Goubeaux joins CBRE after 20 years with The JBG Cos. In her 27 years in the industry, she has also worked for Cassidy & Pinkard and Trizechahn Properties, and is an active member in CREW DC, NAIOP Northern Virginia and CREBA. Goubeaux sits on the board of the Arlington Real Estate Group and serves as president and founder of the Ballston Business Improvement District.
By Yolanda Aubuchon
Daniel Withers has joined Matthews Real Estate Investment Services as senior vice president of its multifamily division.
The 17-year industry veteran previously served as director of multifamily at Berkadia, where he specialized in multifamily investment sales and advisory in Los Angeles County. Before that he was a vice president at Marcus & Millichap. Throughout his career, Withers has closed more than $1 billion in multifamily investments and ground-up development sites.
NEW YORK CITY and ATLANTA
By Tyler Sexton and Michael Palfrey
Dan Wolins joined Greystone Funding Corporation as a managing director in the firm’s New York City office, expanding the company’s CMBS lending group.
In his new role, Wolins will focus on a diverse range of lending products offered by Greystone for both multifamily and commercial property owners. In addition, he will also attend to CMBS and Agency lending. Most recently, Wolins served as a managing director at Hunt Mortgage Group in New York City.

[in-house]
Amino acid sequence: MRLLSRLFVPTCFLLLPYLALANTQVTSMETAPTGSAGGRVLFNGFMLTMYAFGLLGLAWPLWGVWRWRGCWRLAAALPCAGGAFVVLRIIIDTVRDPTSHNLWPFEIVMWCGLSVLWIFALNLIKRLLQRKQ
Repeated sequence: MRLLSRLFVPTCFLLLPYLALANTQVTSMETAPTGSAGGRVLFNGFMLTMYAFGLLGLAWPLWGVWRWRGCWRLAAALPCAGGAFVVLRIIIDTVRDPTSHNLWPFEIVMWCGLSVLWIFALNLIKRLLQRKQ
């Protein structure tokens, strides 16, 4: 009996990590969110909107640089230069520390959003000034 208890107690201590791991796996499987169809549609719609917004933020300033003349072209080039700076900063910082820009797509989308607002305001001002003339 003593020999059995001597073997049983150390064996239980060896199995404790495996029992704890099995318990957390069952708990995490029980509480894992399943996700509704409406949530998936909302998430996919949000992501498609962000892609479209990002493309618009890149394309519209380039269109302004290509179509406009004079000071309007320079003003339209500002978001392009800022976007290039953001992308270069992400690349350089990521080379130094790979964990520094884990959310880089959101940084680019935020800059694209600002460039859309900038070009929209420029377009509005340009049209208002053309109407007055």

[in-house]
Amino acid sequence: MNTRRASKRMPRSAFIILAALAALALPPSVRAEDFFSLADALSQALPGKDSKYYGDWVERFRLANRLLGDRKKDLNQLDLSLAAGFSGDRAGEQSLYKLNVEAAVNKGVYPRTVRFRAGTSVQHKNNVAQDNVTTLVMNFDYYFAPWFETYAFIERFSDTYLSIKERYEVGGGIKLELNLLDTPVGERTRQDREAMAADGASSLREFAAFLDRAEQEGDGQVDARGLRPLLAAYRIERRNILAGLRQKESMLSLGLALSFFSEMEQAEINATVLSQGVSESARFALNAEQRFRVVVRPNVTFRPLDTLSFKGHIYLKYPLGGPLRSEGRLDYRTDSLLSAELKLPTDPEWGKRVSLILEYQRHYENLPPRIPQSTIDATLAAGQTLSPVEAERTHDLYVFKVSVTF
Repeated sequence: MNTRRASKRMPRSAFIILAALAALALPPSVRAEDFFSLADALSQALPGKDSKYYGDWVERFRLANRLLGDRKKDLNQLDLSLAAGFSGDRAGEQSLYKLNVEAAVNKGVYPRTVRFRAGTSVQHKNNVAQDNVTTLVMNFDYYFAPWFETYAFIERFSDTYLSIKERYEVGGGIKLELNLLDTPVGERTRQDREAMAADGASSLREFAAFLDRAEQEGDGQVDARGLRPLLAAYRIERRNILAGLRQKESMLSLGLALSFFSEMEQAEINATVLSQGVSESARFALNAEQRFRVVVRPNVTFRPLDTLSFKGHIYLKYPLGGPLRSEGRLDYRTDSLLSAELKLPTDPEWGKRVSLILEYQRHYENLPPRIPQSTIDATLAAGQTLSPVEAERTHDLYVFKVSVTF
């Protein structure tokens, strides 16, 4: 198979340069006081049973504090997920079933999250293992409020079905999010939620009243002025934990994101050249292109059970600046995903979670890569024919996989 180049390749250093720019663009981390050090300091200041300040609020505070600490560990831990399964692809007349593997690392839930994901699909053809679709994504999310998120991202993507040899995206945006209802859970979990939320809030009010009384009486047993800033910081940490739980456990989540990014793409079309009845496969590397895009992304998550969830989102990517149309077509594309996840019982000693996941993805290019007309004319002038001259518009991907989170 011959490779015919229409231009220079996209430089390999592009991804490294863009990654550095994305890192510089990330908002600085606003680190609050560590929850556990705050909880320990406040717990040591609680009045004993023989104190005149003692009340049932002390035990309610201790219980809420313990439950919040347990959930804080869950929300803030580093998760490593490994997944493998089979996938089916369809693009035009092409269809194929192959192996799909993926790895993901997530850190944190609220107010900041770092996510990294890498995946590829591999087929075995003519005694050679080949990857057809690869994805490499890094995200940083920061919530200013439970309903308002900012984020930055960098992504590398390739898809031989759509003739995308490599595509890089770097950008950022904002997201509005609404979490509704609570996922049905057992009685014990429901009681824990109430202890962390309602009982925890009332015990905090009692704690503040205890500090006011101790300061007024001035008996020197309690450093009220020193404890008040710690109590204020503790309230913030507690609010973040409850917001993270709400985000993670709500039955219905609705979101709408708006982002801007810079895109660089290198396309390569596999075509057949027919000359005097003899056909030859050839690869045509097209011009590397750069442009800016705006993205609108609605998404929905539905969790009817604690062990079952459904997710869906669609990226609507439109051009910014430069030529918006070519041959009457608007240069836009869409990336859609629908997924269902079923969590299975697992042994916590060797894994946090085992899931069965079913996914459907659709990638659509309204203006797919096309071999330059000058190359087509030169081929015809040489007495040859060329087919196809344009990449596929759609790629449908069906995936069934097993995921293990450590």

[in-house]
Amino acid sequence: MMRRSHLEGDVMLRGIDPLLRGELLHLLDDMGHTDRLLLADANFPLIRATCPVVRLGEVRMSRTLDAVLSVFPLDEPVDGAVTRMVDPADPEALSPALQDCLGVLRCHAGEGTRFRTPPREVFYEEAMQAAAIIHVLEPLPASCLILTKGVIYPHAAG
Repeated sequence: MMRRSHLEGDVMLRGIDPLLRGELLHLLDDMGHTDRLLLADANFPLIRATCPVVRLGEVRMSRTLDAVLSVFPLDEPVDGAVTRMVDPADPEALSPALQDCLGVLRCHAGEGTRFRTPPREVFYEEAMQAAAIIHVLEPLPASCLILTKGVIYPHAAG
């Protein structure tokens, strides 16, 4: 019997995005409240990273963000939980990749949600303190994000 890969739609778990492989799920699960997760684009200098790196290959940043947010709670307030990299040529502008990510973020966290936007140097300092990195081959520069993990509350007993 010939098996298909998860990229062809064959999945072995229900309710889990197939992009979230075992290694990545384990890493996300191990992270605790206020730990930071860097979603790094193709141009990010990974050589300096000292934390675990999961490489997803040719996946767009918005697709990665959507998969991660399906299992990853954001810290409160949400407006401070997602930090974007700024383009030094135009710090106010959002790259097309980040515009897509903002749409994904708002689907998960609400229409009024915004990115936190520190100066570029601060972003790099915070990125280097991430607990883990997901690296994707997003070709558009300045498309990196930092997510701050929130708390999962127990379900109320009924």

Michael Doran joined Greystone as a managing director in the firm’s Atlanta office, expanding the company’s agency lending team.
Doran will focus on originating mid- to large-sized transactions for permanent, bridge and construction multifamily debt. He most recently served as a principal and portfolio manager at PGIM Real Estate Finance and before that with CW Capital as a vice president of originations.
By Randyl Drummer
Weitzman Grp Promotes Lewis
By Victoria Cottman
Weitzman Group has promoted Jeff Lewis to vice president in the firm’s Austin, TX office. The former assistant vice president will oversee general retail brokerage services in the Greater Austin area.
Ventre Joins Stepp Commercial
By Chelsea Bell
Stepp Commercial has named industry expert Mark Ventre as its new vice president. Ventre will work to grow the company’s business in Hollywood as well as prime Westside neighborhoods such as Mar Vista and West LA.